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Tales of the Wold Newton Universe, Part 2 of 4

Tuesday, October 29th, 2013 | Posted by christopher paul carey

Tales of the Wold Newton Universe-smallThis month marks the release of Tales of the Wold Newton Universe, a new anthology from Titan Books that collects, for the first time ever in one volume, Philip José Farmer’s Wold Newton short fiction, as well as tales set in the mythos by other Farmerian authors.

The Wold Newton Family is a group of heroic and villainous literary figures that science fiction author Philip José Farmer postulated belonged to the same genetic family. Some of these characters are adventurers, some are detectives, some explorers and scientists, some espionage agents, and some are evil geniuses. According to Mr. Farmer, the Wold Newton Family originated when a radioactive meteor landed in Wold Newton, England, in the year 1795. The radiation caused a genetic mutation in those present, which endowed many of their descendants with extremely high intelligence and strength, as well as an exceptional capacity and drive to perform good, or, as the case may be, evil deeds. The Wold Newton Universe is the larger world in which the Wold Newton Family exists and interacts with other characters from popular literature.

To celebrate the release of the new anthology, we’ve asked the contributors to discuss their interest in Philip José Farmer’s work and to tell us something about how their stories in the book specifically fit into the Wold Newton mythos.

For today’s installment, please join us in welcoming authors Octavio Aragão and Carlos Orsi.

Win Scott Eckert and Christopher Paul Carey,
Editors, Tales of the Wold Newton Universe

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Five Vampires

Tuesday, October 29th, 2013 | Posted by James Maliszewski

janosI suspect it’s not uncommon for a person to look back on the era of his earliest days and deem it the “perfect” time to have been a child; I certainly do. I regularly tell my own children how grateful I am to have been a kid in the 1970s. I say this not out of any particular love of plaid, shag carpet, or disco, but for two rather different reasons.

Firstly, ’70s were obsessed with the weird, the occult, and the apocalyptic. From The Exorcist to Soylent Green to In Search Of, there was clearly something in the air during that decade, something that had a profound effect on my youthful psyche and planted the seeds for many of my lifelong preoccupations. Secondly, the 1970s (at least as I experienced them in suburban Baltimore) was a time when contemporary television programming couldn’t keep up with demand, resulting in lots of reruns of older shows and movies being shown to plug holes in the schedule. The happy consequence of this for me was that I got to see tons of stuff made before I was born – including lots of great horror movies.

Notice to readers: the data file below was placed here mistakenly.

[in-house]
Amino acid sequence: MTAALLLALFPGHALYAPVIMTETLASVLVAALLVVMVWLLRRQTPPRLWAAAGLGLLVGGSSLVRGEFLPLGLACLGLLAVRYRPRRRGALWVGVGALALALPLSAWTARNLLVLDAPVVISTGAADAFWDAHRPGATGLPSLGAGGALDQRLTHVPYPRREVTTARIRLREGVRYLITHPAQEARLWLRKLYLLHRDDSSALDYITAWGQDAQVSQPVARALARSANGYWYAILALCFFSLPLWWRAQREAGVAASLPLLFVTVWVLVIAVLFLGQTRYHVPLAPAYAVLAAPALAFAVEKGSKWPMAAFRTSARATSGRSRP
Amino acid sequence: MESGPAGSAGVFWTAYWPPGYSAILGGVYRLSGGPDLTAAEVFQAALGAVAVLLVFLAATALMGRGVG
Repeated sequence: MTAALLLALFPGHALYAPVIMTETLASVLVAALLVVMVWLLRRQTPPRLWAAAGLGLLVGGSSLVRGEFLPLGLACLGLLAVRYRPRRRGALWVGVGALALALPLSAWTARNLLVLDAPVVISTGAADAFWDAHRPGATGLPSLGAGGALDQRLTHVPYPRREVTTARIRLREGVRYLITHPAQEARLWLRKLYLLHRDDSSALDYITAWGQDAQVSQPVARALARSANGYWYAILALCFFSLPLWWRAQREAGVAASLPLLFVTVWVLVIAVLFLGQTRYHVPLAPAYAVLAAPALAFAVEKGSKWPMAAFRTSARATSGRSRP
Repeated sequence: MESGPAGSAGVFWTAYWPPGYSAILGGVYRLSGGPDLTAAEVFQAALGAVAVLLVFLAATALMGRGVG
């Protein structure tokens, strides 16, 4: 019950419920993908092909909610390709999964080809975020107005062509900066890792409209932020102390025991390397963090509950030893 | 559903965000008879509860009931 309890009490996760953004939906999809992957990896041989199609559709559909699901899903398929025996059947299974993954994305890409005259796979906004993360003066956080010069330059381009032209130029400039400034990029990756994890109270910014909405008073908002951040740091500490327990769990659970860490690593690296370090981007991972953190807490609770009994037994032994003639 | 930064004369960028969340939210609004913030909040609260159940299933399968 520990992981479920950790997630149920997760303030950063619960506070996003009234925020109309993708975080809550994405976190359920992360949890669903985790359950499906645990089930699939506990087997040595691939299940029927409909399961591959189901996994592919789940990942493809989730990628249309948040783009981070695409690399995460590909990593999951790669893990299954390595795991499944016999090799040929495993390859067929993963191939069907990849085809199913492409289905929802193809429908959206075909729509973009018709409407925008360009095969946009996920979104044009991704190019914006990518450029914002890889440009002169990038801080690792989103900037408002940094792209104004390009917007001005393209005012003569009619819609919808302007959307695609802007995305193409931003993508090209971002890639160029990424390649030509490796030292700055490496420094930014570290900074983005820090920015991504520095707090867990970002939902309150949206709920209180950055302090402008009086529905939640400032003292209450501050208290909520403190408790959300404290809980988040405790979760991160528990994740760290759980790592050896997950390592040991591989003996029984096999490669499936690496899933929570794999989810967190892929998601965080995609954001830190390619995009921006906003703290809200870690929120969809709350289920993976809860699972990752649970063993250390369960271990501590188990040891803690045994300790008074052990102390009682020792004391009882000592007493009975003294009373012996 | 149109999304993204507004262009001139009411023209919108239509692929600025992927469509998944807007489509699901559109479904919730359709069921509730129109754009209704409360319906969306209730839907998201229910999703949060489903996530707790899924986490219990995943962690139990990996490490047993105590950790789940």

My imagination was thus founded on an unholy combination of old school horror films and Me Generation shlock – and I mean that in the best possible way. As a bookish kid with macabre sensibilities (owing perhaps to my being born two days before Halloween), the 1970s provided me with the raw materials needed to fuel my dreams and nightmares for many years to come. This is nowhere more apparent than when I look back on the various vampires I first encountered in those heady days.

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The Great Captains by Henry Treece

Tuesday, October 29th, 2013 | Posted by Fletcher Vredenburgh


They were great men, yet to see them only as men, stripped of their doom-driven greatness, is to represent them on too trivial a scale. To draw them as massive heroes only would be to recreate them as inhuman cyphers.

from the preface to The Great Captains

The Great Captains (1956) is Henry Treece’s brutal and gripping version of the King Arthur story. Treece has pruned away the romantic embellishments that have obscured the old legend and returned it to the historic time and place in which it might really have happened. Excalibur isn’t buried in an anvil, but a tree stump, and Camelot isn’t a fairy tale castle, but a restored Roman town. Instead of an anachronistic quasi-medieval setting, the story unfolds during the bloody chaos of the waning days of Roman Britain decades after the last legionaries sailed for Gaul.

Britain’s darkest hours came in the Fifth Century AD, when waves of Germanic invaders swept across the English Channel. Stripped of all Roman soldiers in 407 AD, the people of Britain were forced to fend for themselves. In the end, they failed. None of the 1,000 or more prosperous Roman-style villas survived the Saxon onslaught. London, once rich and home to 60,000 people, was abandoned. Starvation and violence covered the land. Yet there were moments of hope.

In the middle of the Fifth Century AD, Ambrosius Aurelianus, a soldier of noble Roman ancestry, rallied the people and raised an army. For years, he fought off the invaders. His success spurred on the British and a generation after his death, the Saxons were routed at the Battle of Badon, securing another generation of peace for the land. According to the Historia Brittonum, written around 828 AD,

The twelfth battle was on Mount Badon in which there fell in one day 960 men from one charge by Arthur; and no one struck them down except Arthur himself.

This is the first historical mention of Arthur. The Historia goes on to document twelve great battles waged by Arthur, dux bellorum (war leader), against the Saxons and their allies. From this, all the great legends of Arthur Pendragon, Once and Future King, arise. And though many historians today have come to doubt he existed, Arthur lives on as the chivalric hero who leads the righteous against a seemingly overwhelming enemy.